Although they changed the industry (and literally our lives) introducing i-Pod, i-Phone, i-Pad, the Apple products have become mainstream and fully commoditized. Samsung introduced their smart watch before Apple, although the i-watch had been the talk for years. Google introduced the smart glasses first…
Apple went from being the industry’s #1 brand and disruptor to being second-to-market trying to catch up with the competition. As products and services are easily commoditized, the unique differentiator comes with the brand experience a company creates for its customers or users. It is much harder to plagiarize a unique brand experience than it is to plagiarize a product or a service.
Stop thinking that you need a perfect product before you launch it. Iterate to innovate. Strive for continual innovation, not instant perfection. The best part of working on the web? Google get do-overs. Lots of them. The first version of AdWords, released in 1999, wasn’t very successful – almost no one clicked on the ads. Not many people remember that because Google kept iterating and eventually reached the model we have today. And they’re still improving it; every year Google runs tens of thousands of search and ads quality experiments, and over the past year they’ve launched over a dozen new formats. Some products they update every day.
Google’s iterative process often teaches the company invaluable lessons. Watching users ‘in the wild’ as they use Google’s products is the best way to find out what works, then the company can act on that feedback. It’s much better to learn these things early and be able to respond than to go too far down the wrong path.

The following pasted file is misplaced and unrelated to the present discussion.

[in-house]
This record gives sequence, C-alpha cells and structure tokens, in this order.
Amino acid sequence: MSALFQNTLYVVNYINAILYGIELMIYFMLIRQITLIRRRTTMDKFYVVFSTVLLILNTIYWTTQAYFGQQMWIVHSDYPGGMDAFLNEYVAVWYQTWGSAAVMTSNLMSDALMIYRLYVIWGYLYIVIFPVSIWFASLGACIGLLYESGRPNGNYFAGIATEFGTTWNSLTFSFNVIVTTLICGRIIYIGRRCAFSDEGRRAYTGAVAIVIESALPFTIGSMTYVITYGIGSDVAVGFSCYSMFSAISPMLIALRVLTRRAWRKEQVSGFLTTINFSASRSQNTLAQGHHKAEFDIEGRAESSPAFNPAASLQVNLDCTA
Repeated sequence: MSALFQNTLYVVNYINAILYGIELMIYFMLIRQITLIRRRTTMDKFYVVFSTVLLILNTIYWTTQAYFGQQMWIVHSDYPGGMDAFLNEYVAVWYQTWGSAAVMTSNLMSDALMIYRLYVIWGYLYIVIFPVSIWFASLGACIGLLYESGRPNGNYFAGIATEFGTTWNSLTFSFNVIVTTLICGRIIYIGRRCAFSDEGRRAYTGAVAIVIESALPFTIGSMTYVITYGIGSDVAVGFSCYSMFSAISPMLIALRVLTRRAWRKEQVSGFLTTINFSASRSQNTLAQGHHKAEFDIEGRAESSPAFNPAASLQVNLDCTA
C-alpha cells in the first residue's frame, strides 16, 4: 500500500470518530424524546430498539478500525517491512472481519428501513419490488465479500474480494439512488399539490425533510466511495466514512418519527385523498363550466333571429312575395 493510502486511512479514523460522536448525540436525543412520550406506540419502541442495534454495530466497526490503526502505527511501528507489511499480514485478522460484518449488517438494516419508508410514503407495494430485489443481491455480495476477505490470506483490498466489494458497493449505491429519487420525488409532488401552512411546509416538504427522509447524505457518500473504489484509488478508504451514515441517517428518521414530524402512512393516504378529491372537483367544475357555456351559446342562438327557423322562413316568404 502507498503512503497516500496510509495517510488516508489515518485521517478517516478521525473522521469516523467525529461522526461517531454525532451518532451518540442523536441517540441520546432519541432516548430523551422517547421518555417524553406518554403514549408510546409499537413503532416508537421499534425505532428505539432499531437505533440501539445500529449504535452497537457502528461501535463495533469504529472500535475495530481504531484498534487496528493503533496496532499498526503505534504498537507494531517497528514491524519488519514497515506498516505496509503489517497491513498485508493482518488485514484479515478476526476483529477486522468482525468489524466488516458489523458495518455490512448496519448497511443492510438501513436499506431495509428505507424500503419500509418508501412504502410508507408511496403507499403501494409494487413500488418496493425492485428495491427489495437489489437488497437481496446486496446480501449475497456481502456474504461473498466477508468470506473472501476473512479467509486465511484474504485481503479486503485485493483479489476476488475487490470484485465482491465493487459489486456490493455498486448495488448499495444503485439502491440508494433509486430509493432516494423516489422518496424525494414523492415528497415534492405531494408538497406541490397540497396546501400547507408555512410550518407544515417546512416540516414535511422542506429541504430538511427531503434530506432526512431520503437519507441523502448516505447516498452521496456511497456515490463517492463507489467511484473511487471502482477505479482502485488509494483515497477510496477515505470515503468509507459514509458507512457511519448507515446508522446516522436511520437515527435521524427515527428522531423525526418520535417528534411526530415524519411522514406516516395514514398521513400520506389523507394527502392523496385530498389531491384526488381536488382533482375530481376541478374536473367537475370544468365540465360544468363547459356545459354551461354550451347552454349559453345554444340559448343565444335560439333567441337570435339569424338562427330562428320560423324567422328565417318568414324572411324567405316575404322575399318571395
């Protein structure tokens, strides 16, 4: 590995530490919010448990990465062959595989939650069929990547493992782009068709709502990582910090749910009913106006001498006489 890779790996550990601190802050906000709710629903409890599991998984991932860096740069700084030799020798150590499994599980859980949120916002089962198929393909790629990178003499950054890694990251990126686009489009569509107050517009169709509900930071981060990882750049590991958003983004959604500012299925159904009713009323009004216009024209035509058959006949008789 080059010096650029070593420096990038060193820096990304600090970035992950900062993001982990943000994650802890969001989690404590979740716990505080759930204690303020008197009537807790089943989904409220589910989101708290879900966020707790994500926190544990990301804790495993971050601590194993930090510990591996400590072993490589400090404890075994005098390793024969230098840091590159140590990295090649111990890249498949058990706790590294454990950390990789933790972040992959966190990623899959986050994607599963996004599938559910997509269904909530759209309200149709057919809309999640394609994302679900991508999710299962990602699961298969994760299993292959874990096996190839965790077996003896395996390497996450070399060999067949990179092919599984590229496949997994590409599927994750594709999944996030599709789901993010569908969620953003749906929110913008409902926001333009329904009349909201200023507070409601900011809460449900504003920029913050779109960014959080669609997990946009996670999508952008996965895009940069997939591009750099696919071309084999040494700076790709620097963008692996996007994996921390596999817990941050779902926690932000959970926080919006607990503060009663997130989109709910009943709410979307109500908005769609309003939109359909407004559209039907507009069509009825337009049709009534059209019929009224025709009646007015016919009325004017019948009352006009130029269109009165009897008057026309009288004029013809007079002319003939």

Stop thinking that you can’t share knowledge or ideas because you fear they’ll be stolen. Open collaboration is key to future innovation, growth and relevance. For instance, during the 2013 Day of Innovation in Indianapolis, executives from Eli Lilly and Company and Delta Faucet met and decided to collaborate on their respective innovation days inside their companies. The more you collaborate, even with your competitors, the more opportunities you create.
Stop thinking you need to stay focused on your industry and stay in your natural environment to be an expert. By looking into other industries, colliding your ideas to others, opening to new perspectives, you will open up your organization to new ways of thinking and new opportunities. Often times your competitors are not the ones closer to you, but those coming from outside your industry.
The future is in how fast you are at unlearning.
image credit: louisdietvorst.wordpress.com
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Stephan Vincent is the Indiana Editor for Innovation Excellence, covering innovation in the Hoosier state and beyond. He is the Innovation & Brand Catalyst at Think Unique, an innovation & branding consulting agency in Indianapolis, IN. He is also Founder and President of s.p.IN and Collide Summit Indiana, a first-of-its- kind un-conference unlike anything else. Connect with Stephan and gain more of his insights on his own blog.